Transforming a dysfunctional environment to one where IT resources and applications are utilized in a strategic manner requires a detailed change plan as well as investment in the transition process.
Analyzing an application environment in the context of comparable organizations can significantly improve the efficiency of individual applications. Such an analysis can determine an appropriate number of software solutions, development tools, developers, and size of the maintenance budget. The perspective of world-best performers - which doesnt have to be industry-specific to be meaningful - provides a valuable baseline, and enables realistic improvement goals.
A detailed analysis of performance drivers can identify the root causes of cost and quality problems. As the chart below shows, at a high level, the unit costs of the client organization (the upper number) are in line with those of top performers (lower number). However, analysis at the sub-process level identifies anomalies in management and admin costs as well as in PC hardware costs. By applying leading practices in these areas, the client organization can realize significant gains in cost efficiency and productivity.
Build a Framework
Comparative analysis can improve the efficiency of application development and maintenance in terms of the productivity, quality and cost of each individual application. An application portfolio initiative takes things a step further by aligning applications in a collective sense with business requirements. By mapping application performance to business processes, it becomes possible to understand what drives demand for those services. This facilitates the movement from a supply-side, cost-efficient perspective of IT to a demand-management perspective that allows IT to truly add value by enabling the improvement of business operations.
The process prioritizes applications, identifying those that are strategically and operationally critical, as well as those that are unimportant, redundant or obsolescent, and therefore candidates for elimination. For this type of analysis, comparisons to external organizations - while they may help identify leading practices to adopt - are less important than an internal assessment of existing applications against each other and against business needs, in order to determine which applications to keep, which to enhance and which to retire.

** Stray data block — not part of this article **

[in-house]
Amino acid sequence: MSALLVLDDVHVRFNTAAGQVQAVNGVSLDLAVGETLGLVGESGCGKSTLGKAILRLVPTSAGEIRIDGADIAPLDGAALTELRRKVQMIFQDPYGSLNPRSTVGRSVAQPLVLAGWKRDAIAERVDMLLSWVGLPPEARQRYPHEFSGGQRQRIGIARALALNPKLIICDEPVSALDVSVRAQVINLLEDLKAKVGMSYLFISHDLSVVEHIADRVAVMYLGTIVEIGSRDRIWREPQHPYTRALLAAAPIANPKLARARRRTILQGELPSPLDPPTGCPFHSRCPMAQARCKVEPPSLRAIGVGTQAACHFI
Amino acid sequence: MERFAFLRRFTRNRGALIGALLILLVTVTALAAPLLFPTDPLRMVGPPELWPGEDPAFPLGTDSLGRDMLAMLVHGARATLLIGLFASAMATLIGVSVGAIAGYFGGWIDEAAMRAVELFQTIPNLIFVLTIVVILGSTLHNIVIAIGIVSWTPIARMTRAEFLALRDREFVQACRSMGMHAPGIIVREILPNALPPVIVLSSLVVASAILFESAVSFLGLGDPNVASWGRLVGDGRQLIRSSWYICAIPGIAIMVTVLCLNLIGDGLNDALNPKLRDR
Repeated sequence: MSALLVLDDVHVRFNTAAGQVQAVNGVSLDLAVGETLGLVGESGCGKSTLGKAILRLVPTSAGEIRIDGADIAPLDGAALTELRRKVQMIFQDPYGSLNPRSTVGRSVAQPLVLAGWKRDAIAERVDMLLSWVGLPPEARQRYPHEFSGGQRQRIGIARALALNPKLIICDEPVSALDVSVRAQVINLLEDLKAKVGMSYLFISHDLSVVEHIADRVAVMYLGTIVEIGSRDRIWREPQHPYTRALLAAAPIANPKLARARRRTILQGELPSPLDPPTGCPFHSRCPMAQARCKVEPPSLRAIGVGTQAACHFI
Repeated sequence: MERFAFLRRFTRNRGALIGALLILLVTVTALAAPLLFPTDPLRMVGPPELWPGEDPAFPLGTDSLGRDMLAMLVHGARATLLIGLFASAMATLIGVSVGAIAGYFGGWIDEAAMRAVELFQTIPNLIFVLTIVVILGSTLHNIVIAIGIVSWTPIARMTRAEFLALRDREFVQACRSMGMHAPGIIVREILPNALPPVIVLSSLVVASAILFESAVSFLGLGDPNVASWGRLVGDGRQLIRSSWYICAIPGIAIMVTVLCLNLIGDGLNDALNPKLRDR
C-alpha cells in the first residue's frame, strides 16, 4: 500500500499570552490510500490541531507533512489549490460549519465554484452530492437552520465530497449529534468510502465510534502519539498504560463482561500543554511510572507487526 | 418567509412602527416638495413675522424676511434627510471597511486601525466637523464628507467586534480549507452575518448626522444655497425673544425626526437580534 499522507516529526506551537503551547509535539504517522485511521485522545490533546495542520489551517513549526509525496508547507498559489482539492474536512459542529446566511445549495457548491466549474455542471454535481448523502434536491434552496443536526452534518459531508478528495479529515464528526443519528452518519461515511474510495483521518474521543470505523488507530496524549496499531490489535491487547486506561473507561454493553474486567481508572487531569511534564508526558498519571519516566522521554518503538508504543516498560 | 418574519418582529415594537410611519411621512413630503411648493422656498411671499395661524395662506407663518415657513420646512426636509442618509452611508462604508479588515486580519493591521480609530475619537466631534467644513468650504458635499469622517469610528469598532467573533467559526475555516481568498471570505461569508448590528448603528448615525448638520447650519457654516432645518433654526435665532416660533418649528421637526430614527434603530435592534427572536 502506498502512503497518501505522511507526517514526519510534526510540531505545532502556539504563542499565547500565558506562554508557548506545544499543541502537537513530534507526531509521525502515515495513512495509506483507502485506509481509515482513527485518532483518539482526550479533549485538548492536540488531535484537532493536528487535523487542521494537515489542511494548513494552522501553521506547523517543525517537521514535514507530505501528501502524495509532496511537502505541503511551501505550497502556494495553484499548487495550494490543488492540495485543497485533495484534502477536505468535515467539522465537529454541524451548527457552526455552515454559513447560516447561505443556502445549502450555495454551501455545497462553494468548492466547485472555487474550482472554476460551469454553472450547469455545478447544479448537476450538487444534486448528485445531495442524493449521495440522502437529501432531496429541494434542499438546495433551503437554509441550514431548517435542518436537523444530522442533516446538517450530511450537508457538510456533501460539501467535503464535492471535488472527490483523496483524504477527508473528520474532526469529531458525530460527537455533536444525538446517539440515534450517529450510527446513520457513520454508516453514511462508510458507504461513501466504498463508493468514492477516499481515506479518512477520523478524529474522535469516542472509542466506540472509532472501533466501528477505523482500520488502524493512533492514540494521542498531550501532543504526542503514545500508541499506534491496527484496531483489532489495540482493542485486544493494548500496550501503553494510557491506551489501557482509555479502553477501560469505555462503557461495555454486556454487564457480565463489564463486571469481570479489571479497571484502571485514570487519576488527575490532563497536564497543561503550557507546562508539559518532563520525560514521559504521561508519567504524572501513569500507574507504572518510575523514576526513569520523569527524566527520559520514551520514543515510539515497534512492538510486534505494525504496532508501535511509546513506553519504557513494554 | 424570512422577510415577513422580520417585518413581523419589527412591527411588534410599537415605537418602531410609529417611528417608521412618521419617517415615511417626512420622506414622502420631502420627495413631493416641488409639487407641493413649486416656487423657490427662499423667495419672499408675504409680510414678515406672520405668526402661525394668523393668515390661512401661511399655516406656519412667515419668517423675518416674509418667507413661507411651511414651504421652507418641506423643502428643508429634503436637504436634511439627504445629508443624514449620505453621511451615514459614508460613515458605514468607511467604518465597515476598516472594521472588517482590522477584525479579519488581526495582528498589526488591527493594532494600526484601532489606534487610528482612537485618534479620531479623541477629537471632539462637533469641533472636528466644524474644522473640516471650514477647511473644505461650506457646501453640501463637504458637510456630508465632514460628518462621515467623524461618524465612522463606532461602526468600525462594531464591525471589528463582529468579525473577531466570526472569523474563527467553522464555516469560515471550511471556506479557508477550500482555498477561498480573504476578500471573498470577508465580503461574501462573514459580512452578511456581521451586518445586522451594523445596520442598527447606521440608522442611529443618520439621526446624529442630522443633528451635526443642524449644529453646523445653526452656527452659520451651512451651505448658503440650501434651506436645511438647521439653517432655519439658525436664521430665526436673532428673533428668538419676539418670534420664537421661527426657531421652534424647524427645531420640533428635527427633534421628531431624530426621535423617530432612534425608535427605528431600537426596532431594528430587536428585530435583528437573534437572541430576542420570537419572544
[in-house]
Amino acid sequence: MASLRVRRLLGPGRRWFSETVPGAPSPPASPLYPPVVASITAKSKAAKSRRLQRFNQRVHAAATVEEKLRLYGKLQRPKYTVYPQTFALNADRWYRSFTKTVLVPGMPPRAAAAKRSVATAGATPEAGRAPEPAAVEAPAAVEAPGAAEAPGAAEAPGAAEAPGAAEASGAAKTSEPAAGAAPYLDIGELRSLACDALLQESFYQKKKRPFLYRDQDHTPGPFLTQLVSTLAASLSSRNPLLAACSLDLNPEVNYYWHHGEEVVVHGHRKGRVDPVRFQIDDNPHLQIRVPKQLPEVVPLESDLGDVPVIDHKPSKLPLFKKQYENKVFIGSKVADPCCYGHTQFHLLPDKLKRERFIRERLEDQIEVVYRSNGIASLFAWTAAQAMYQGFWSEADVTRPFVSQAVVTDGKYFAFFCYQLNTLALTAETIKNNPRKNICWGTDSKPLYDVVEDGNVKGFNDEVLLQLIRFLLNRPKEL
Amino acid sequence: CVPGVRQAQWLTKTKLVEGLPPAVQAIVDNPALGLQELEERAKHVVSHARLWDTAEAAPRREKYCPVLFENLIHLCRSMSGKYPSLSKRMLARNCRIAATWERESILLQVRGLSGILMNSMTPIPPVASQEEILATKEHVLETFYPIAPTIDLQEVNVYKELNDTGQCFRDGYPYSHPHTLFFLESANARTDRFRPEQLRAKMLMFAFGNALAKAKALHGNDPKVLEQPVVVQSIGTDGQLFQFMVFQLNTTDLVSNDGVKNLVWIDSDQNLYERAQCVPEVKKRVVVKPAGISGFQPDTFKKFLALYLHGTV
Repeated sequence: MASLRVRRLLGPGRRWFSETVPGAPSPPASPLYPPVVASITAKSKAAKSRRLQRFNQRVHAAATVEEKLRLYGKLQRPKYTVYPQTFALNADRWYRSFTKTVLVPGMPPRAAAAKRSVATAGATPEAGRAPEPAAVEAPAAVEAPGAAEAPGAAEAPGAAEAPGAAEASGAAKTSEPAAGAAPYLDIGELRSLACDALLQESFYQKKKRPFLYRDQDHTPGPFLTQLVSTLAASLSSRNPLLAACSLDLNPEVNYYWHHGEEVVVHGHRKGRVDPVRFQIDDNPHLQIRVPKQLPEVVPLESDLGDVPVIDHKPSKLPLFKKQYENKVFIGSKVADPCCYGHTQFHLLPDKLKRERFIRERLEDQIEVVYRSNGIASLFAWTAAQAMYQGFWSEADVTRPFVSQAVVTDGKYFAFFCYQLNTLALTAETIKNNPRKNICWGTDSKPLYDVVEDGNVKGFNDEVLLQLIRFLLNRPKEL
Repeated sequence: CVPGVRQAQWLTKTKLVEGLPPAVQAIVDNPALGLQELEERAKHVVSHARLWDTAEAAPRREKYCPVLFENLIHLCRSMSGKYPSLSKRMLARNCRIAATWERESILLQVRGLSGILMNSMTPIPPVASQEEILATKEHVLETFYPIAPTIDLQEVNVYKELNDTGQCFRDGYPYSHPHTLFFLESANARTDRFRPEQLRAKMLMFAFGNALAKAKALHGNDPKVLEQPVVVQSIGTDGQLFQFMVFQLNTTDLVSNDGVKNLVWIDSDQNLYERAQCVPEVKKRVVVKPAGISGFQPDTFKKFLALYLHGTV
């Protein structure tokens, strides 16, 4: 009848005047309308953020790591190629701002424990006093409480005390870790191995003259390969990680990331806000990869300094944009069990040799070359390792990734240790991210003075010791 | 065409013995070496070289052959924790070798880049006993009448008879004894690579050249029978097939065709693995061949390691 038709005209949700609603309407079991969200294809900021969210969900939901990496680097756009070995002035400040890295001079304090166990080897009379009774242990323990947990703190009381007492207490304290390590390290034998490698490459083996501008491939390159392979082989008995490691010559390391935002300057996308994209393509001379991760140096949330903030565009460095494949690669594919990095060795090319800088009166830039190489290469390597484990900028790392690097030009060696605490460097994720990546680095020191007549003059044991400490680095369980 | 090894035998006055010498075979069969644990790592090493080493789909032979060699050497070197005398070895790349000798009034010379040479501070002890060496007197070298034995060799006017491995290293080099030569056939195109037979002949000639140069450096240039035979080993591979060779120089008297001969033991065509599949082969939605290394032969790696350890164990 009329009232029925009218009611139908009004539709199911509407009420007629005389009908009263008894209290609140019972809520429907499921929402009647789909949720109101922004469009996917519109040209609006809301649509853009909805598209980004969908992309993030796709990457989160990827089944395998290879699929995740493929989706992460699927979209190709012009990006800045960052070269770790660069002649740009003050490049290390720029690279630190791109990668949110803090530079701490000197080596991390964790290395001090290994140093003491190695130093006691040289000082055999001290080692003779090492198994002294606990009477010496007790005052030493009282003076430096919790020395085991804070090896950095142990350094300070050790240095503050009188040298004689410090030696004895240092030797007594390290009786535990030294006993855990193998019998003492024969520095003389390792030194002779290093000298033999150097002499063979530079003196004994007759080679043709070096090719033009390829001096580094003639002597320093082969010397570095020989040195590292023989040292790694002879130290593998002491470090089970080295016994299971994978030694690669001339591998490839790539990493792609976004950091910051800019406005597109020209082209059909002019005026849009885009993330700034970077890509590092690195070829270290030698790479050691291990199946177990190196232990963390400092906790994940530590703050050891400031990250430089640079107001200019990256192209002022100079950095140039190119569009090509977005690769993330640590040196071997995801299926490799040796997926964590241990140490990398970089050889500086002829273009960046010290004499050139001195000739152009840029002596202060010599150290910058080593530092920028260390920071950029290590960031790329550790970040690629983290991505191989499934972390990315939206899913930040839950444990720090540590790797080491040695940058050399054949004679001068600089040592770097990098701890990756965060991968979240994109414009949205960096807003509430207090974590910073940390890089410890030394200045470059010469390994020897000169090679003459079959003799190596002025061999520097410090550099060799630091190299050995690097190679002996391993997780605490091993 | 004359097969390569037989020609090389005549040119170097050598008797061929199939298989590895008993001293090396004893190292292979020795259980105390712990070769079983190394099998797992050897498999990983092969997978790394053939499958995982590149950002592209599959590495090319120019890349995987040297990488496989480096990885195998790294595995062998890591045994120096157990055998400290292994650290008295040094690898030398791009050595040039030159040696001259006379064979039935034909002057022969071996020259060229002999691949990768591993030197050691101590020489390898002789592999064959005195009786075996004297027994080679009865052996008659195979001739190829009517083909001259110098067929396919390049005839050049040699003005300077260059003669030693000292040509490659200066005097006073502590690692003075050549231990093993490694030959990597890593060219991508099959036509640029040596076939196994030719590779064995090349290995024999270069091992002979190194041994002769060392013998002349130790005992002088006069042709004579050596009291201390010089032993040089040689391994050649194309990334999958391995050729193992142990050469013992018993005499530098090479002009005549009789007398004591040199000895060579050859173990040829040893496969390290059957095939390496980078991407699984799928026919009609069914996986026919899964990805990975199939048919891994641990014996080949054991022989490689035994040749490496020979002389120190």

The process involves mapping each application against ten criteria, each of which is described in greater detail below. In any given situation, a subset of this list will often be identified as most important for an organization.
- Strategic significance
- Functional adequacy
- Technical adequacy
- Application skill set
- External support capabilities
Once the key criteria are selected, each one must be thoroughly assessed and scored. For example, a review of strategic significance must examine the applications role in advancing the organizations business strategy. Specific issues to address include identifying the customer or business sectors that the application supports, and whether control of the application resides with the business units or the IT organization.
An assessment of purpose, meanwhile, examines the applications original purpose in the context of existing business requirements, focusing on whether those requirements have changed and if the application is still relevant.
Once each of the criteria is scored, a picture of the overall effectiveness of the application portfolio emerges, as shown in Figure 3. In this instance, the red line shows the performance of the environment being analyzed, while the black line shows the average of the comparative reference group. (The further the line extends to the edge of the octagon, the better the performance.)
Supply-Side to Demand-Side
The application portfolio model outlined here can serve as a critical element of a roadmap that links applications directly to business requirements, creating enormous potential for identifying improvement opportunities. The traditional supply-side approach to IT management limits the impact of improvement initiatives to the realm of IT, so that savings are reflected only in the IT budget. A demand-driven perspective extends that potential for improvement across the enterprise.
By providing insight into the specific IT and other cost components of a product or process, a business-driven approach can identify where to invest in IT, and how to gauge the impact of that investment. The result is enhanced communication between the business and IT, and the foundation of a true strategic partnership.
A comprehensive and systematic approach to application management can effectively address business requirements and enhance the value of IT in a number of ways. The most apparent benefit is the elimination of redundant systems, legacy applications and concomitant maintenance requirements. Perhaps more significant, streamlining information sharing across the enterprise can facilitate competitiveness and innovation by reducing cycle times for product development, enhancing responsiveness to customer needs and increasing speed to market.